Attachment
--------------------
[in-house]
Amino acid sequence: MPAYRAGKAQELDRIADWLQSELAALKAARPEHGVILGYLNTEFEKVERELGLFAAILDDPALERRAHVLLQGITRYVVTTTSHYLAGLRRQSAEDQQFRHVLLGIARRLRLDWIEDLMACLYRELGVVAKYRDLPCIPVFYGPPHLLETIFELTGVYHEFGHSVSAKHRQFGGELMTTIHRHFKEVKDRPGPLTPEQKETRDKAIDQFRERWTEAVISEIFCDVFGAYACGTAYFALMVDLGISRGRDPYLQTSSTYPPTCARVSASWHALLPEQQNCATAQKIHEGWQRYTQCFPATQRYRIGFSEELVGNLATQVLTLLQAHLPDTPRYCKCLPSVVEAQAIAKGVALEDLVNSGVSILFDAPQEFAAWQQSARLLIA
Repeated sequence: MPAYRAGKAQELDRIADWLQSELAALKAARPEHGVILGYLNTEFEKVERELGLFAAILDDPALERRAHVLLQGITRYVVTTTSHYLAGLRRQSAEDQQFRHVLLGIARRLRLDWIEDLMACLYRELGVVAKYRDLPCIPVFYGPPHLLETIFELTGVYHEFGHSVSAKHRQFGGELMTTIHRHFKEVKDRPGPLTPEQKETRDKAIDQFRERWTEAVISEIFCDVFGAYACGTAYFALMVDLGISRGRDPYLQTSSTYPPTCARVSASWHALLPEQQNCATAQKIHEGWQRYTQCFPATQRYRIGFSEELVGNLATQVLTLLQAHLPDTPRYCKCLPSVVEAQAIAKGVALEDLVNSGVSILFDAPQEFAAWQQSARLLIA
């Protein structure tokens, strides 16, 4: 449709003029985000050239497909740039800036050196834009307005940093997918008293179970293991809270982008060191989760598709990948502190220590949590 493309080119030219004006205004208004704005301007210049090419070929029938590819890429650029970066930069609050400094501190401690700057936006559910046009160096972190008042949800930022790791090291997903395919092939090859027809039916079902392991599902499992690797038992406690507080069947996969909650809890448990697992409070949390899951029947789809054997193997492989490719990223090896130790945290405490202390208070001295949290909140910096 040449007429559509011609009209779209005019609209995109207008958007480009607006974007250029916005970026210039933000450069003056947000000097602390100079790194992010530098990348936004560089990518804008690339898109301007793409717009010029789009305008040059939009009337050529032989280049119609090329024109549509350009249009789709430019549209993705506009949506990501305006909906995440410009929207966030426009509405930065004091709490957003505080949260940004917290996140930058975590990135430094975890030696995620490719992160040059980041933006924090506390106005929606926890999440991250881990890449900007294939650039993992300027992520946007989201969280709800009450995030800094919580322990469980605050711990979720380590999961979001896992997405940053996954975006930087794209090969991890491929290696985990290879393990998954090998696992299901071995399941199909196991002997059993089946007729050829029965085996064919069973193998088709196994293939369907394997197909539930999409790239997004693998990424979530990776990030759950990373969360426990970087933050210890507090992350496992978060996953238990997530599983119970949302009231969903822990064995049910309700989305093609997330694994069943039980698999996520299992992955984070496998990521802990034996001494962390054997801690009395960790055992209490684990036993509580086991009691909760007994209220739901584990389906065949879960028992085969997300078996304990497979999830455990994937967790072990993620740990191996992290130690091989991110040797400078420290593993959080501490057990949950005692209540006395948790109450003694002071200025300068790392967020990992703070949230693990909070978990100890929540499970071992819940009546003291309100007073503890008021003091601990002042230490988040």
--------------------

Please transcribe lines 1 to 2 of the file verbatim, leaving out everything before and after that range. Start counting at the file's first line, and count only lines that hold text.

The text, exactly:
[in-house]
Amino acid sequence: MPAYRAGKAQELDRIADWLQSELAALKAARPEHGVILGYLNTEFEKVERELGLFAAILDDPALERRAHVLLQGITRYVVTTTSHYLAGLRRQSAEDQQFRHVLLGIARRLRLDWIEDLMACLYRELGVVAKYRDLPCIPVFYGPPHLLETIFELTGVYHEFGHSVSAKHRQFGGELMTTIHRHFKEVKDRPGPLTPEQKETRDKAIDQFRERWTEAVISEIFCDVFGAYACGTAYFALMVDLGISRGRDPYLQTSSTYPPTCARVSASWHALLPEQQNCATAQKIHEGWQRYTQCFPATQRYRIGFSEELVGNLATQVLTLLQAHLPDTPRYCKCLPSVVEAQAIAKGVALEDLVNSGVSILFDAPQEFAAWQQSARLLIA